Still, Big Pharma and its accomplices continue to sell us counter-productive prescription and over-the-counter antacids and prescription proton pump inhibitors (PPIs). In the long run, these alleged remedies worsen the situation.
Too Little Too Late
Acid reflux results from having too little hydrochloric acid (HCl), the “good” stomach acid. When the stomach does not produce enough HCl, foods cannot be digested properly. This causes indigestion, as food sits in the stomach far too long. The longer that food lingers, the more stomach acid is necessary to break it down. This stagnant situation leads to prolonged acid reflux.
Taking antacids and proton pump inhibitors means that stomach acid is even further decreased. This helps the immediate pain but causes bigger problems. A decrease in good hydrochloric acid in the stomach slows digestion and leaves food sitting for a longer time. This causes food to ferment and putrefy, which generates bloating and gas and causes toxins to circulate in the body. These toxins can trigger headaches and musculoskeletal pain.
Hydrochloric acid and an enzyme called pepsin are needed in the stomach to properly digest what you eat. So slowing down digestion by halting production of hydrochloric acid in the stomach decreases how fast the body absorbs its life-enhancing nutrients.
Complicating the situation, foods that are high in fat — like burgers and fries, cake, loaded baked potatoes and the like — can also lead to acid reflux and acid indigestion. They often cause excess acid to form in the stomach simply because of the amount of time it takes for high-fat foods to break down. The longer digestion drags on, the more acid the stomach must produce. That excess stomach acid eventually leads to reflux.
Despite common beliefs, foods that are acidic — like coffee, citrus and alcohol — don’t cause acid reflux.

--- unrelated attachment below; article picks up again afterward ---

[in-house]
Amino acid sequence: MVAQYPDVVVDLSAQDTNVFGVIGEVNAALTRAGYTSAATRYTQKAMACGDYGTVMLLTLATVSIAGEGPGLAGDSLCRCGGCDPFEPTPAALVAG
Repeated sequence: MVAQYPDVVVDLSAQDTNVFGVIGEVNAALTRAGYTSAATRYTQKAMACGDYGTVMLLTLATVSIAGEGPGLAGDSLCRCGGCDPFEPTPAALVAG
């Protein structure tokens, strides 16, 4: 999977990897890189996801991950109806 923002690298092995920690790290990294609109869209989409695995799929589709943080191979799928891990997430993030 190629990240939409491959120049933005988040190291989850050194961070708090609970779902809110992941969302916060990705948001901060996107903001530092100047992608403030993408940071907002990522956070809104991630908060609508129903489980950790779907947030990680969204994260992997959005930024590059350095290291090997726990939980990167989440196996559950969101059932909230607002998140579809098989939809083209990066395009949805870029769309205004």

Interestingly, while lemon is acidic, it helps to alkalize the body. Squeezing a lemon wedge into a cup of black coffee can help reduce the coffee’s acidity and, thus, prevent it from aggravating an already acid environment.
Another interesting point is that although one doesn’t normally associate beverages with reflux, soda, wine and especially beer can cause it. In fact, drinking beer can double the amount of acid your stomach produces within the hour.
The solution to curing (preventing) acid reflux and indigestion is not found in avoiding certain foods or in taking antacids and PPIs. On the contrary, a few things that are easily adopted into one’s lifestyle can do the job:
Stop reducing your production of hydrochloric acid (HCl) by taking antacids and PPIs.
If you experience acid indigestion, naturally relieve it by taking a tablespoon of apple cider vinegar or drinking a glass of warm water mixed with a half-teaspoon of sea salt.
Add lemon juice to meals and acidic drinks, like coffee, to reduce acidity.
Eat smaller meals to speed digestion.
Eat more alkaline foods like green leafy vegetables and less acid foods, like beef, beer and high-fat items (including dairy).
Don’t lie down for at least 45 minutes after eating and be sure to elevate your head at least 8 inches when sleeping. According to the research of Dr. Kaltenbach, et al., these two postural changes can have the greatest influence on preventing the symptoms of GERD.
In the end, as with most health issues, making simple changes in lifestyle provides a solution. Once you know the answer is within your grasp and costs nothing, you have no excuse for suffering acute or chronic acid indigestion. Taking your health in your own hands is the only path to prevention and cure. So go ahead and make some simple changes. And stick to them. Your body, particularly your stomach, will thank you.